by Richard Isaacson, MD & Christopher Ochner, PHD

“Research has shown that diet is one of the greatest weapons available to protect and defend your brain against Alzheimer’s disease” (p. 213).


This straightforward, yet powerful, statement is found at the book’s conclusion, demonstrating the link between diet and and Alzheimer’s disease (AD). When I first became a retail co-owner of a health food store more than 30 years ago, this link was not always so clear. But this book clearly demonstrates how our food choices affect the state of our health.

As people are now beginning to live longer, more than five million Americans and millions more worldwide have become afflicted with AD, causing major concerns globally. Of course, diet is not the only or even the largest factor behind Alzheimer’s, but it is a major factor that we can adjust in order to help prevent or treat AD. The book explains how we can do this, as well as demonstrating how an unhealthy diet contributes to other major illnesses, including cardiovascular disease, diabetes, metabolic syndrome, and obesity. These, in turn, seem to increase the risk of dementia. Additionally, dietary choices may also directly influence the workings of our brains where Alzheimer’s develops.

There are seven major chapters in the book: 1) Understanding Alzheimer’s Disease; 2) Why Does Diet Matter?; 3) The Elements of Nutrition; 4) Diets that Improve Brain Health; 5) The APT Diet (Alzheimer’s Prevention & Treatment Diet); 6) Other Strategies for AD Prevention; and 7) Managing the Challenges of AD Dementia. Then there is a succinct Conclusion, followed by an excellent Glossary of Terms and Resources and, finally, Nutrition and Activity Logs to keep track of the nine-week diet program described in the book.

While the book does focus on food and diet, the authors also describe other strategies to incorporate into your life, called “multimodal approaches.” These include regular exercise, brain healthy supplements (vitamins & minerals, omega-3 Fatty Acids, cocoa powder, curcumin, resveratrol, etc.), intellectual activity (e.g., puzzles, board games, knitting), social activity, and stress-reduction techniques.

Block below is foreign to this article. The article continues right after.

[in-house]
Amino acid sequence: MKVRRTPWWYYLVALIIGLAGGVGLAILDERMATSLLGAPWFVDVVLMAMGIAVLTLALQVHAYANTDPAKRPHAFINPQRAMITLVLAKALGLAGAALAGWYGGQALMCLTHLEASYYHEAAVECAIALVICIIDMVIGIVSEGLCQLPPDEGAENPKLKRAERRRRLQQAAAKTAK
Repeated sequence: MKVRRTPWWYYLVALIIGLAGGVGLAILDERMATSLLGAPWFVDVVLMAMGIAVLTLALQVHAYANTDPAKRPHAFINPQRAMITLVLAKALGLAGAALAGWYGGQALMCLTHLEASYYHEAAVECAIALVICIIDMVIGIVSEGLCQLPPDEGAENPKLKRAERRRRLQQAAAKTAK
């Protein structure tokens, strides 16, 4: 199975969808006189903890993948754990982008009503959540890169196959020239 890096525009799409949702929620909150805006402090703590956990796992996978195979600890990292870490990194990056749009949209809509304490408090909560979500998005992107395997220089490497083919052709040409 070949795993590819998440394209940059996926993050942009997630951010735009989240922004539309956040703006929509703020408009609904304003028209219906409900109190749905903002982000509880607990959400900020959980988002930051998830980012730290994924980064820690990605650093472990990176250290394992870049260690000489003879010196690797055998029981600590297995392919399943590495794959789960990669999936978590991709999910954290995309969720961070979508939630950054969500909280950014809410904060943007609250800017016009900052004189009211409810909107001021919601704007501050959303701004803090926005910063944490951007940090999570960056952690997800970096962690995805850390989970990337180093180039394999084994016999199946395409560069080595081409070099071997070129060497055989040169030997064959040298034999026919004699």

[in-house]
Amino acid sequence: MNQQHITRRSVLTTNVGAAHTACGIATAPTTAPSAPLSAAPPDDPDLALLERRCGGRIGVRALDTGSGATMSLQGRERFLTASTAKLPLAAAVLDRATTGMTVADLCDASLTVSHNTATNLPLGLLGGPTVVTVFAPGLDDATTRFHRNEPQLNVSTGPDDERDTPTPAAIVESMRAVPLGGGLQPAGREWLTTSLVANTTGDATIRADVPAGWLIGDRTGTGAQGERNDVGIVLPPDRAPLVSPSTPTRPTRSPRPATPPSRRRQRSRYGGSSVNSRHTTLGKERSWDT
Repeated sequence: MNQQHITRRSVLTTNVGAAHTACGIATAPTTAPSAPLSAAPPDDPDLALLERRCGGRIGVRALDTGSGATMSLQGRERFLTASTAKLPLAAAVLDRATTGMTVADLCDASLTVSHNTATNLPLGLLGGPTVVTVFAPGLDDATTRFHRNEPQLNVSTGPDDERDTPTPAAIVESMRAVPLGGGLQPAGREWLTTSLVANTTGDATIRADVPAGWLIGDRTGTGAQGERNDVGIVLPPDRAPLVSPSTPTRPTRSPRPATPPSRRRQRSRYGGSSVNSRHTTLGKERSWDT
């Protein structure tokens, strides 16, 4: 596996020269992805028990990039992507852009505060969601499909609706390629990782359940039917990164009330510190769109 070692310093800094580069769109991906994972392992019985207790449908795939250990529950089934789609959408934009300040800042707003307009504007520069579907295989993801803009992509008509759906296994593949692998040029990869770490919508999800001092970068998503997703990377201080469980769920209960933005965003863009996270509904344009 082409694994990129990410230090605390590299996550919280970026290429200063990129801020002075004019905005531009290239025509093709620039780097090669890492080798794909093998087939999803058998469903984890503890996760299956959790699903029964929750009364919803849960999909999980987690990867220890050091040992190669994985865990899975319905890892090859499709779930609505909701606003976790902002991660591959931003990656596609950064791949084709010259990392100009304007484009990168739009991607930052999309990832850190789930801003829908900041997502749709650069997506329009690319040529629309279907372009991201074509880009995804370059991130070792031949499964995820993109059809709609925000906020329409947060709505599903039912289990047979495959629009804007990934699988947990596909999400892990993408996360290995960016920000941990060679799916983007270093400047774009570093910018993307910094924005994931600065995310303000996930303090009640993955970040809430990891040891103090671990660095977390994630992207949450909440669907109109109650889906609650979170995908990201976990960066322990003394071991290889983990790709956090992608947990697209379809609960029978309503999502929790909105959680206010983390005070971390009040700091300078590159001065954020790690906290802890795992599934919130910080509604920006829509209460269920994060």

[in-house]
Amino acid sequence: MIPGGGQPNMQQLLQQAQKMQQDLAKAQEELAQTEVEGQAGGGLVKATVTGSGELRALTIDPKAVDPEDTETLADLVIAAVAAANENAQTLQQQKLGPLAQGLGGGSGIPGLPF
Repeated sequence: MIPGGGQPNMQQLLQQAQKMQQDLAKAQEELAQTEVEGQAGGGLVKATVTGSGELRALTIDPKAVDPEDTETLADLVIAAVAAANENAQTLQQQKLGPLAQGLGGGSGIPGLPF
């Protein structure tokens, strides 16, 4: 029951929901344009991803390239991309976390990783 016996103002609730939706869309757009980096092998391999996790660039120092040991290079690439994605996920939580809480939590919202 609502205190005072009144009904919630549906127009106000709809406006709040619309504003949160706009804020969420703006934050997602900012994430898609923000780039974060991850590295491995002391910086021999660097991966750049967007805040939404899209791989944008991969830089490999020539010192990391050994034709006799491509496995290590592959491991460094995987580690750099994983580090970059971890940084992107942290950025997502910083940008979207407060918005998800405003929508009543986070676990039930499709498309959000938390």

This book is filled with so much information to digest that I suggest reading it slowly, so that your mind does not become overloaded with the facts, the research, and the helpful charts. The nine-week dietary plan provides practical information with charts to keep track of what you are eating, gradually reducing the number of carbs, and including fruits, vegetables, whole grains and beans, and sufficient water. Actually, the diet plan could be used for anyone who wants to improve his or her health, but the authors’ research focuses mainly on a dietary plan for Alzheimer’s, both prevention and treatment.

This well thought-through plan feels solid to me — that is, the background information and approach are practical and doable, with lots of flexibility as the reader incorporates the nine-week program into daily life, and keeps a record of food intake. I personally plan to incorporate many of the ideas into my own lifestyle to make it healthier. My brain is also aging, and the plan feels like one that I can tackle with advice from my doctor, as the authors suggest.

This is an excellent resource that is evidence-based to help protect and treat Alzheimer’s with an emphasis on a whole foods diet and supplement plan, as well as exercise and stress reducers.

The 304-pagebook is published by Square One Publishers and costs $17.95.


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